Preview: Joel Turkel, Prefab Design
Ten years ago, during the very first year of Dwell, we wrote about the promises of prefab. Today, the discussion is far from over, with questions of affordability and feasibility still ripe for the asking. This Friday, Dwell editor Miyoko Ohtake sits down with Joel Turkel form Joel Turkel Design and Riley Pratt from Marmol Radziner to chat about the current state of prefab. To get you ready, we spoke with Turkel about his firm and his prefab designs with Lindal Cedar Homes for the Dwell Homes Collection.
How do you describe your partnership with Lindal Cedar Homes for your prefab homes? What we do is create base designs for Lindal that we've priced and drawn but they're just conversation starters. The service we provide to our clients is taking these homes and modifying them within parameters but allowing clients to express individuality and create a home reflective of their lifestyle, budget, and so on. What kind of inquiries have you been getting recently? The majority of work is with the Dwell Homes. People are looking for smaller, more intelligent, sustainably designed homes. We have two Dwell Homes that people have moved into, one almost completed, construction underway for three of four more, and about six that will start construction this summer. We're getting leaner and better at working through the process. It's been a learning experience since we started working with Lindal. We've been working out the kinks. What kind of kinks? Kinks is the wrong work. It's the learning of their manufacturing system. We were designing homes with eight-foot-by-eight-foot glass doors but learned if we made seven-foot-by-eight-foot doors with a one-foot window then that configuration would be about $3,000 cheaper. Little things like that make an enormous impact on the cost and complexity of a design but little difference on the architectural expression. It's been us educating them on how we detail a building and them educating us on how they list the components. It needs to be an open feedback loop. Your prefab homes are doing well. How would you describe the state of prefab overall? It's inundated with architects who are trying to architecturalize the problem; they want the issue of prefab to be an architecture problem. It's like the saying When you have a hammer in your hand, everything looks like a nail. It's much more about the delivery mechanism though: When you walk out the door as a consumer to buy a house, what are all the things required for you to turn the key in the door and walk into the house? The delivery mechanism included what it is, what it's made of, where you get it, who builds it. Architecture is one important piece of the equation but not the whole piece. It takes a series of devoted parties who all bring a subset of important expertise to the table. The state of prefab is really disorganized. To be successful people need to leverage the capacity of other people who do things really well and work in conjunction with them.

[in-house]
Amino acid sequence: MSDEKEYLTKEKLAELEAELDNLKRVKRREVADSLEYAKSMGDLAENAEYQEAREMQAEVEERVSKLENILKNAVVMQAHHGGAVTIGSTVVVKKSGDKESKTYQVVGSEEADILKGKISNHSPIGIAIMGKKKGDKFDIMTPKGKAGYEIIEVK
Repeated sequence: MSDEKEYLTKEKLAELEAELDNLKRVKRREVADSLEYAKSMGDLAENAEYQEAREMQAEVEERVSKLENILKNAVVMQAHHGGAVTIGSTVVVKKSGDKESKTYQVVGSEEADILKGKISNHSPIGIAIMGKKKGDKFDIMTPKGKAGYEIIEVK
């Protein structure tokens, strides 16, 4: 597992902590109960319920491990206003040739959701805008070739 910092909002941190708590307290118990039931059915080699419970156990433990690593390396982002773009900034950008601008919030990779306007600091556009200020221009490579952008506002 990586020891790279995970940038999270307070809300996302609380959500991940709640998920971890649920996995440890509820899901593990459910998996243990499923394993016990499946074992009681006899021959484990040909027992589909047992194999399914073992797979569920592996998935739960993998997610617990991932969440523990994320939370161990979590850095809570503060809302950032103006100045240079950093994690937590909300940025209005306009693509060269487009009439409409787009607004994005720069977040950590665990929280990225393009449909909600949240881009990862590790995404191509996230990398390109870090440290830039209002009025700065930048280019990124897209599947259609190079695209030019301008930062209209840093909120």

People want it to be cheap because it's manufactured but they have a tough time facing the fact that prefab houses are really cheap; they're called mobile homes. People don't want really cheap prefab; they want really sexy prefab that's also cheap. So if it's not yet affordability that is the reason to choose prefab, what are its advantages? What people need to look at in prefab is that is provides predictability. When you prefabricate something, you know how much it's going to cost, how long it's going to take, and what it's going to be made of. That doesn't mean it's going to be cheaper or faster but it's comforting knowing.